FCC Continues E-rate Reboot to Meet Nation's Digital Learning Needs

The Federal Communications Commission approved further modernization of its E-rate program, the nation’s largest program supporting education technology. The FCC’s actions close the connectivity gap through continued efforts to lower the prices schools and libraries pay for connectivity, and by increasing the amount of support available for connections to the Internet, known as category one of the program. Based on a comprehensive record, the Order raises the spending cap on the E-rate program from the current $2.4 billion to $3.9 billion -- the first reset of the cap since it was initially set at $2.25 million in 1997, an amount that wasn’t adjusted for inflation until 2010.

The Order also takes further steps to improve the overall administration of the program and maximizes the options schools and libraries have for purchasing affordable high-speed broadband connectivity by:

  • Suspending the requirement that applicants seek funding for large up front construction costs over several years, and allowing applicants to pay their share of one-time, up-front construction costs over multiple years
  • Equalizing the treatment of schools and libraries seeking support for dark fiber with those seeking support for lit fiber. Dark fiber leases allow the purchase of capacity without the service of transmitting data – lighting the fiber. Dark fiber can be an especially cost-effective option for smaller, rural districts
  • Allowing schools and libraries to build high-speed broadband facilities themselves when that is the most cost-effective option, subject to a number of safeguards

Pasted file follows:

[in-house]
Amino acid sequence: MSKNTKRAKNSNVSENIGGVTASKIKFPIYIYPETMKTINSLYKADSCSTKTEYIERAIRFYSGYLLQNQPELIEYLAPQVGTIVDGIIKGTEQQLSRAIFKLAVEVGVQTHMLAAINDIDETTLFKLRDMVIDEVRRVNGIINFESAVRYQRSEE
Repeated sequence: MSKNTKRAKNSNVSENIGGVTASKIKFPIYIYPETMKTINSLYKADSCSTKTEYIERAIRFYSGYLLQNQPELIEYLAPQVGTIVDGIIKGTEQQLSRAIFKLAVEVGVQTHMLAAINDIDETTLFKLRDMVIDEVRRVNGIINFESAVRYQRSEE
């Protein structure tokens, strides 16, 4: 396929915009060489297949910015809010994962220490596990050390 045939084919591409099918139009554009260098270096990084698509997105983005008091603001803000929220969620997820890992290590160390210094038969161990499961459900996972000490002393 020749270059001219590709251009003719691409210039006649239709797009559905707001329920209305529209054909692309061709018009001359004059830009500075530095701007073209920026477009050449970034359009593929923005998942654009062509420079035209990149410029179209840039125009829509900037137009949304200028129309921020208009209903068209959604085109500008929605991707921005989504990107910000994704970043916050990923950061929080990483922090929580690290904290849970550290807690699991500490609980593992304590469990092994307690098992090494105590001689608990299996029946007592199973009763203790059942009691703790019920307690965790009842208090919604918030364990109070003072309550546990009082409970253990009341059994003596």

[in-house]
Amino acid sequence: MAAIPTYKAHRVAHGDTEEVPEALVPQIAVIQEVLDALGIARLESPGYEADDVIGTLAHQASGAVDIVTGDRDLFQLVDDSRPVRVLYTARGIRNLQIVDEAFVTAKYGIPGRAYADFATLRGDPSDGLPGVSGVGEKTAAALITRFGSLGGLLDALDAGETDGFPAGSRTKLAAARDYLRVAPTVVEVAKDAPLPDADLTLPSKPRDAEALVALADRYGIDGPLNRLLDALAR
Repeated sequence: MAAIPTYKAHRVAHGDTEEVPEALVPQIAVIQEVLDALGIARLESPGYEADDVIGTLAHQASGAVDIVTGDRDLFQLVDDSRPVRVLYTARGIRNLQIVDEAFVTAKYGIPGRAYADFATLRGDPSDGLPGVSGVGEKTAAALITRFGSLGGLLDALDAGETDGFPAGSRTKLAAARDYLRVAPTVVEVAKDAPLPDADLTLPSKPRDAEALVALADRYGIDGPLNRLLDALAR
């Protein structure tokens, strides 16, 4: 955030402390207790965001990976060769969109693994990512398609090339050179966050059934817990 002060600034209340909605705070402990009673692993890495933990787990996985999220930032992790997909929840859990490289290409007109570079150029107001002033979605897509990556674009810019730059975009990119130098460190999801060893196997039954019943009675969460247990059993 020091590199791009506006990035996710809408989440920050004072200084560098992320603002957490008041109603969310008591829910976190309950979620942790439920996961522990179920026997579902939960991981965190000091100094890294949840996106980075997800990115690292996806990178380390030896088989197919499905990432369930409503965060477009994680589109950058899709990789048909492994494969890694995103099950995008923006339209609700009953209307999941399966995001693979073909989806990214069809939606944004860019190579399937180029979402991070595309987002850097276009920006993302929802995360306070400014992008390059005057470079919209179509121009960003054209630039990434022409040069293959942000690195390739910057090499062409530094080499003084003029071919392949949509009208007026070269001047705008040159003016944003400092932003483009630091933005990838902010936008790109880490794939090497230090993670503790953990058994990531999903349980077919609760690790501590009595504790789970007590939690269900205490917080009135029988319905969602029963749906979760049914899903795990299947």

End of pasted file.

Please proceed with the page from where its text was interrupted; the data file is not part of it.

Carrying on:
• Providing an incentive for state support of last-mile broadband facilities through a match from E-rate of up to 10% of the cost of construction, with special consideration for Tribal schools
  • Requiring carriers that receive subsidies from the universal service program for rural areas – called the High Cost program – to offer high-speed broadband to schools and libraries located in geographic areas receiving those subsidies at rates reasonably comparable to similar services in urban areas
  • Increasing the certainty and predictability of funding for Wi-Fi by expanding the five-year budget approach to providing more equitable support for internal connections – known as category two – through funding year 2019

FCC Continues E-rate Reboot to Meet Nation's Digital Learning Needs For 40 million students, classroom Internet is way too slow. This’ll change all that. (Washington Post) FCC hikes rates to fund Internet in schools (The Hill) Phone Bills Set to Rise as FCC Votes to Fund More School Internet Access (Recode) FCC increases funding to boost Internet speeds at schools, libraries (LA Times) Divided FCC Votes To Expand E-Rate (Multichannel News)